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Water flow Old Age

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Water flow Old Age

Meanders

When the stream approaches its old age, the width of its valley is many times that of its meanders. In the mature stage the valley width is equal to that of its meanders. Hence, when the width of valley becomes pester than its meanders, it is understood that the stream has entered old age. The plains change into Peneplains. Some low hills composed of resistant rocks are seen at some places. The main work of river is deposition. Erosion is little. If the valley is not uplifted in to youthful stage, the valley becomes a peneplain.



Flood Plain. It is that part of the valley which is submerged under water at the time of flood. It has slush and slit, which are sometimes very deep. No bore could be made as yet which could lead one to the base-rock. The slope of flood plain is gentle The river flowing in it is loaded with sediment Oxbow Lakes, marshy areas, the decaying gulf like areas, etc., are found in it.

Levees. A stream deposits sediments on both of its banks, which rise like ridges with gentle slopes on the outside. When the stream is flooded. The water rises up against the high embankment ridges. The speed of the water decreases and sediment deposits over the embankments. The natural and high embankments on the sides of the river are known as natural levees.



Peneplain. A river, in order to attain graded condition, levels the plain by deposition. Only a few areas appear rising above the plains. Soft rocks are eroded but hard rocks are not entirely eroded down and look like islands surrounded by level areas. Such raised up areas composed of resistant rocks, which have eroded to a greater extent, are known as monadnocks.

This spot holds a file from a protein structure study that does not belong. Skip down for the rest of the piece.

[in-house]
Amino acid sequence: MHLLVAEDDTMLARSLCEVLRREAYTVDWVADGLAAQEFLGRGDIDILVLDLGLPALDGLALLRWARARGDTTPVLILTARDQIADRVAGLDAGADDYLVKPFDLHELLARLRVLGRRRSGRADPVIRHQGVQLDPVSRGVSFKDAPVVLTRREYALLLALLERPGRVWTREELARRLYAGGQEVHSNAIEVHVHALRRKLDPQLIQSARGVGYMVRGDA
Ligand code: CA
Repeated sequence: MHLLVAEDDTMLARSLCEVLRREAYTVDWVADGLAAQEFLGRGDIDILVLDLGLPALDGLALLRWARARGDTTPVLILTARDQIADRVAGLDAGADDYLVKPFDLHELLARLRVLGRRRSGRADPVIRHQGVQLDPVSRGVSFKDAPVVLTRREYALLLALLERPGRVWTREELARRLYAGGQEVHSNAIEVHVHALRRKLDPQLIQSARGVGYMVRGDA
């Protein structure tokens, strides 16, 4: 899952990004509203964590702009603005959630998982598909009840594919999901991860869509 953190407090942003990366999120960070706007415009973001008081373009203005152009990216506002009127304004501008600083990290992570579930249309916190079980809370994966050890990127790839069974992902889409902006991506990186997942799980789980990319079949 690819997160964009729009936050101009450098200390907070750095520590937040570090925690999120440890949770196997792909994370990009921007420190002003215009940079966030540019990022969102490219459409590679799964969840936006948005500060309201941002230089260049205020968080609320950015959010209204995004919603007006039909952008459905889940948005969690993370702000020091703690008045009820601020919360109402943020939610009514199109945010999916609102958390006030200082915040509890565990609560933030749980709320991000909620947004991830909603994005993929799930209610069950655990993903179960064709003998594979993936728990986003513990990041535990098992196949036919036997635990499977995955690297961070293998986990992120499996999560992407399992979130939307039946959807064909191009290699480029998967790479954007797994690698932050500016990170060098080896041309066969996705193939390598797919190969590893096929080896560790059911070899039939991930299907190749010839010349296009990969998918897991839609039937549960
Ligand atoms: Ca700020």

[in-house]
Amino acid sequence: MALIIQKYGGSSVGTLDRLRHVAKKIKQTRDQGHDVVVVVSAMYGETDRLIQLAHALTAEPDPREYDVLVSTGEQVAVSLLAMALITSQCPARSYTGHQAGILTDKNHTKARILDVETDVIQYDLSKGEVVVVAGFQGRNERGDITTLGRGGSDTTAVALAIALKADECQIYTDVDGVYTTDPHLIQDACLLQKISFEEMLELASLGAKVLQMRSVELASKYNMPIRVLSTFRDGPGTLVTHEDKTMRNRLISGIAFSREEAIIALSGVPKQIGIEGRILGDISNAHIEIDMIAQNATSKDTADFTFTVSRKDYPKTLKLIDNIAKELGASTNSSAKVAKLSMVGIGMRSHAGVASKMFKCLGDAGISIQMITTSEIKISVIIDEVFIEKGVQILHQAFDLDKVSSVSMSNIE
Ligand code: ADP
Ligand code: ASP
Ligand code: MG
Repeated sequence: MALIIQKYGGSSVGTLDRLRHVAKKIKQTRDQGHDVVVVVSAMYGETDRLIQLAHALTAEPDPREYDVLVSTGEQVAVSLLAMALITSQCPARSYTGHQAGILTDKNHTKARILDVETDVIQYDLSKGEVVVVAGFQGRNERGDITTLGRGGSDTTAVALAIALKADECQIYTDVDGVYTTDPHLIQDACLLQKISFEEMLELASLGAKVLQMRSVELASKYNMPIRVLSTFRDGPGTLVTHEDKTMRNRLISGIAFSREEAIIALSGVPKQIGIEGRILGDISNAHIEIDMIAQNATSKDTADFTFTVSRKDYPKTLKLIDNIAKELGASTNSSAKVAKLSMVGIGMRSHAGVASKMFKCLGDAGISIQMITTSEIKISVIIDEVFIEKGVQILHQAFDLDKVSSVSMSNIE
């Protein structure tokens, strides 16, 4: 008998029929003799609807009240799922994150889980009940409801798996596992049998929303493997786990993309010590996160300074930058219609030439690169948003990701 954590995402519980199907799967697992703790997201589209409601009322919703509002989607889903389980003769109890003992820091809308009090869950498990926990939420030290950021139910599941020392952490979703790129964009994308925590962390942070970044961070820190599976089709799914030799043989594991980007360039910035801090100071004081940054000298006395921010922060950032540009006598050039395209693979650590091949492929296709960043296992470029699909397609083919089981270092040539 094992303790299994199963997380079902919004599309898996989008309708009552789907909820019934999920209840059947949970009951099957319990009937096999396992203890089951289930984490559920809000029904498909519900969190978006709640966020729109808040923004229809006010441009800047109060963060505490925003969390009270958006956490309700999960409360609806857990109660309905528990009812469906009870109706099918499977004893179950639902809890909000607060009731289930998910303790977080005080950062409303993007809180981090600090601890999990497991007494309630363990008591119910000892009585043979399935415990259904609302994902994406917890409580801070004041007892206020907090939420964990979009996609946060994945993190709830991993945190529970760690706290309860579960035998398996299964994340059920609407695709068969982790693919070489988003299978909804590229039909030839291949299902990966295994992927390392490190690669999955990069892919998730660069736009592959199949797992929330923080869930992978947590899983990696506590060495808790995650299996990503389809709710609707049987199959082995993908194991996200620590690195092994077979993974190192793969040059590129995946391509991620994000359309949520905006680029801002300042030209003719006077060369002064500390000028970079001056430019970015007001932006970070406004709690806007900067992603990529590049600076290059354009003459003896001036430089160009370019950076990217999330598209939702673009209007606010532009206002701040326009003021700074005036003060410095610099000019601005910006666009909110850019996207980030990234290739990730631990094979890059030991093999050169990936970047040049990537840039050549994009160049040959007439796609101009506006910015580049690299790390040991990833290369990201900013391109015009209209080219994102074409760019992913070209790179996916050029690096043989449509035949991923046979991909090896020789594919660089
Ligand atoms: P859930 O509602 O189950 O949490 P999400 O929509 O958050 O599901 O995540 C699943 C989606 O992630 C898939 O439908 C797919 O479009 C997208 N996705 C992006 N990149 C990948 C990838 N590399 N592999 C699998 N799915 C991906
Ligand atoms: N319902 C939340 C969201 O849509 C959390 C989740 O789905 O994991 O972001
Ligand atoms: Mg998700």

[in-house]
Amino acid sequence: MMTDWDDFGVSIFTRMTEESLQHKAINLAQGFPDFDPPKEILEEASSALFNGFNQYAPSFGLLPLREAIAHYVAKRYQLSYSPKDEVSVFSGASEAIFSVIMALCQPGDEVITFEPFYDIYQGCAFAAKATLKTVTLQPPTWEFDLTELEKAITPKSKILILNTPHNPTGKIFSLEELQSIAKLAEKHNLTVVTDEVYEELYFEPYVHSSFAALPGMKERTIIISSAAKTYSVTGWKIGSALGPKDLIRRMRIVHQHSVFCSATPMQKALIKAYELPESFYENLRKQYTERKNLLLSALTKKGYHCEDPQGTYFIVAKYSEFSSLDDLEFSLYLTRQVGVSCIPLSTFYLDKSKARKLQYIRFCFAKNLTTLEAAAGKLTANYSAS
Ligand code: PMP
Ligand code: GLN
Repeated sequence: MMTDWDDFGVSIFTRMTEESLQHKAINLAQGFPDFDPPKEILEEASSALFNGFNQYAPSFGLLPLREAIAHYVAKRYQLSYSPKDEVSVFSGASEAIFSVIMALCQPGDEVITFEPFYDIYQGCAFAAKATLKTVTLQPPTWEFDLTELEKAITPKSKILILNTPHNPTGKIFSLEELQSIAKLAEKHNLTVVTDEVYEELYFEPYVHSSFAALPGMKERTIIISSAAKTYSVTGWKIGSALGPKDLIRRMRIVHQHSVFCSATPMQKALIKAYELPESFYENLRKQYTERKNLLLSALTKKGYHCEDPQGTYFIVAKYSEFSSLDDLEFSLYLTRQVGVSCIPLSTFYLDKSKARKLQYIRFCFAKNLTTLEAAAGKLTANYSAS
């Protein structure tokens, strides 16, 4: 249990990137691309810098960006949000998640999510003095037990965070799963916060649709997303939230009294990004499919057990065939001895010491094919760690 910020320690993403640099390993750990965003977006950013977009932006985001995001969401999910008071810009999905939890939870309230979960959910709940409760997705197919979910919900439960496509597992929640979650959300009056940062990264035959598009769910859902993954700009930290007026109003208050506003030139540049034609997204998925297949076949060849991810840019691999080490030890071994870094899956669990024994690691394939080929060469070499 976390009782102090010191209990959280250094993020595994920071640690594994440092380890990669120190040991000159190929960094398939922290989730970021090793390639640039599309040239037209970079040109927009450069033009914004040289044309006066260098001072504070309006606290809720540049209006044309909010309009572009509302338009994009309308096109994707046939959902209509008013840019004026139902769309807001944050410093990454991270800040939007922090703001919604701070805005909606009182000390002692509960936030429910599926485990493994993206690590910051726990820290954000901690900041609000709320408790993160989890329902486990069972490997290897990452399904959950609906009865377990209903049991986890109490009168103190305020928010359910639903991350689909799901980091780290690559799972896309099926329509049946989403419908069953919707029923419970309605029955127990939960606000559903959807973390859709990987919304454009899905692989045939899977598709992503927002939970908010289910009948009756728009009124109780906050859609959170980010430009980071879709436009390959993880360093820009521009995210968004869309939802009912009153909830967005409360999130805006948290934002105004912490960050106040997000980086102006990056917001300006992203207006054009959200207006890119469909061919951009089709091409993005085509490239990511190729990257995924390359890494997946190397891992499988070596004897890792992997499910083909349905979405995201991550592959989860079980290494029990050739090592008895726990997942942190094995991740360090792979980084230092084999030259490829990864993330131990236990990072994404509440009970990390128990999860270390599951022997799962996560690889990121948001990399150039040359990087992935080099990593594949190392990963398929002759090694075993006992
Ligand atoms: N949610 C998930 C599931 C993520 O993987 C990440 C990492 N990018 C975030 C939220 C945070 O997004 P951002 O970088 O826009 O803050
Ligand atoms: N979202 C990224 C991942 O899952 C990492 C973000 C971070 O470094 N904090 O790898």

Cuesta. In the old age, the valley has already been eroded to a plain but there are a few landforms which act as interruptions to the uniformity of the place. They have a gentle dip-slope on one side and a steep escarpment slope on the other side. The gentle dip slopes is towards the mouth of the river while the steep escarpment slope faces the direction of the origin of the river. Such features are known as Cuesta. Penk thinks that a cuesta is formed by an upliftment in the course of the river. Others have a different opinion. They think that the cuestas are the remnants of the resistant part of the land, which could not be eroded by the river.

The Long Profile. In our earlier discussion of river hydraulics, we say that there was a tendency for channel gradients to become flatter downstream. However, in detail the long profile or of a river commonly shows many irregularities. These are known knickpoints. Many knickpoints have a structural or lithological origin: bands of resistant rock will create waterfalls or rapids. Other, more subtle steepenings in river long profile might be the result of variations in the load characteristics in the stream. For example, where a river receives a tributary stream loaded with coarse debris, this can lead to the steepening of the gradient of the main river. Knickpoints have also been regarded as a result of changes in sea-level, steepening the thalweg in the lower part of the stream.

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